In addition to being the captain of the New York Knicks, a six-time NBA all-star, and a father of three, Amar'e Stoudemire is also an author. <em>STAT #3: Slam Dunk</em> is the latest in his series for middle-school-aged readers.
For many, the stakes and the scale of World War II are hard to fathom. It was a war fought around the world, against powerful, determined regimes in Europe and the Pacific; some 65 million people died. And as the number of people who have actual memories of the war dwindle — as of next year, there will be fewer than 1 million living veterans — the mission of the National World War II Museum in New Orleans becomes all the more urgent.
<em>Barbara</em> shows a quiet, restrained normalcy in the former East Germany.
Credit Adopt Films
In a move for historical accuracy, recent German films like Christian Petzold's <em>Barbara </em>show a colorful, living version of communist East Germany. (Pictured: Nina Hoss as Barbara and Ronald Zehrfeld as Andre).
The historical drama is a staple of the film awards season, and the tortured history of modern Germany — with its echoes of the brutal Third Reich and war — has played a central role in many an award-winning film. But the new film Barbara, which was Germany's official entry to this year's Oscars, is a nuanced portrait of the more recent history of a newly reunited East and West.
For years, I've taken issue with depictions of mentally ill characters in books and movies. Irrational behavior is easily explained away: They're crazy! No need to elaborate further.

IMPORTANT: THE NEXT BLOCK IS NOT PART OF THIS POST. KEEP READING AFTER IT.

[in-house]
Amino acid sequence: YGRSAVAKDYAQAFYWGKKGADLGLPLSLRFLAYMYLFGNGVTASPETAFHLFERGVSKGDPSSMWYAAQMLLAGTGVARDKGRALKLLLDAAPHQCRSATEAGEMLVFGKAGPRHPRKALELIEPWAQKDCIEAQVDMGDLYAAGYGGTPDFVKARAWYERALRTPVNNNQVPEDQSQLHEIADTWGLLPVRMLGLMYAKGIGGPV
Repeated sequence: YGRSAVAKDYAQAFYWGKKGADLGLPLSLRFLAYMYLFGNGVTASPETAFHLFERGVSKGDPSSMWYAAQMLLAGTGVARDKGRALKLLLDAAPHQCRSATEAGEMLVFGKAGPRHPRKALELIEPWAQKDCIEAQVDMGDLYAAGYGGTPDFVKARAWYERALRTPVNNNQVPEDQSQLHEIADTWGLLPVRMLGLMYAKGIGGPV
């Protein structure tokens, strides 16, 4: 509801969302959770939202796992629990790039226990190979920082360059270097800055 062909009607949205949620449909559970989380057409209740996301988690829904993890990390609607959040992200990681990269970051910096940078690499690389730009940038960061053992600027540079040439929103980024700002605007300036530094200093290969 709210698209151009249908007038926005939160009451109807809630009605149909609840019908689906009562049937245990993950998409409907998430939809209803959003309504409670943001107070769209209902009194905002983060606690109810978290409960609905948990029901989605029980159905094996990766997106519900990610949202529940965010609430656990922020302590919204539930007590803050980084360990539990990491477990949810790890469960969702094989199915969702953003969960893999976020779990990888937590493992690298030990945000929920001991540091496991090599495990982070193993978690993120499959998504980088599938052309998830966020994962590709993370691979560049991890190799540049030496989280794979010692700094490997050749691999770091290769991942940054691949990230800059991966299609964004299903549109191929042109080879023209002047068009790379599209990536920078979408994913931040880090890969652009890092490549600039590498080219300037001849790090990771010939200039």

So when I picked up Too Bright to Hear Too Loud to See, I was apprehensive that the main character, an untreated bipolar Hollywood studio executive who leaves his wife and child for an international adventure, might be a kooky manic cliche.
Jeff Bridges made his film debut when he was 4 months old and has been acting ever since — he has appeared in dozens of films and won an Oscar along the way, yet will always be known for his defining performance as The Dude in 1998's The Big Lebowski. He has now co-written a book drawing life lessons from the character called The Dude and the Zen Master.
It's taken over 100 episodes, but we're finally digging deeply into Downton Abbey this week, and because Stephen isn't big into the genre of ladies in hats, we called in someone who is: our friend and yours, Barrie Hardymon. (Yes, you Barrie people can jump around with excitement now. We'll only cry a little with jealousy.) We'll talk about the first episode of the new season, what does and doesn't work about the show overall, and Maggie Smith (and yes, this causes Glen to break out his Maggie Smith impression, and what's better than that?).
<em>Girls</em> has been compared to <em>Sex and the City. </em>The characters, played by (from left) Allison Williams, Jemima Kirke, Lena Dunham and Zosia Mamet, navigate the ups and downs of life in New York City.
This interview was originally broadcast on May 7, 2012.
Lena Dunham was just 23 years old when her second feature film, Tiny Furniture, won the best narrative feature prize at the South by Southwest Film Festival. The movie's success led to Dunham striking a deal with HBO for a comedy series about a group of 20-something girls navigating New York City.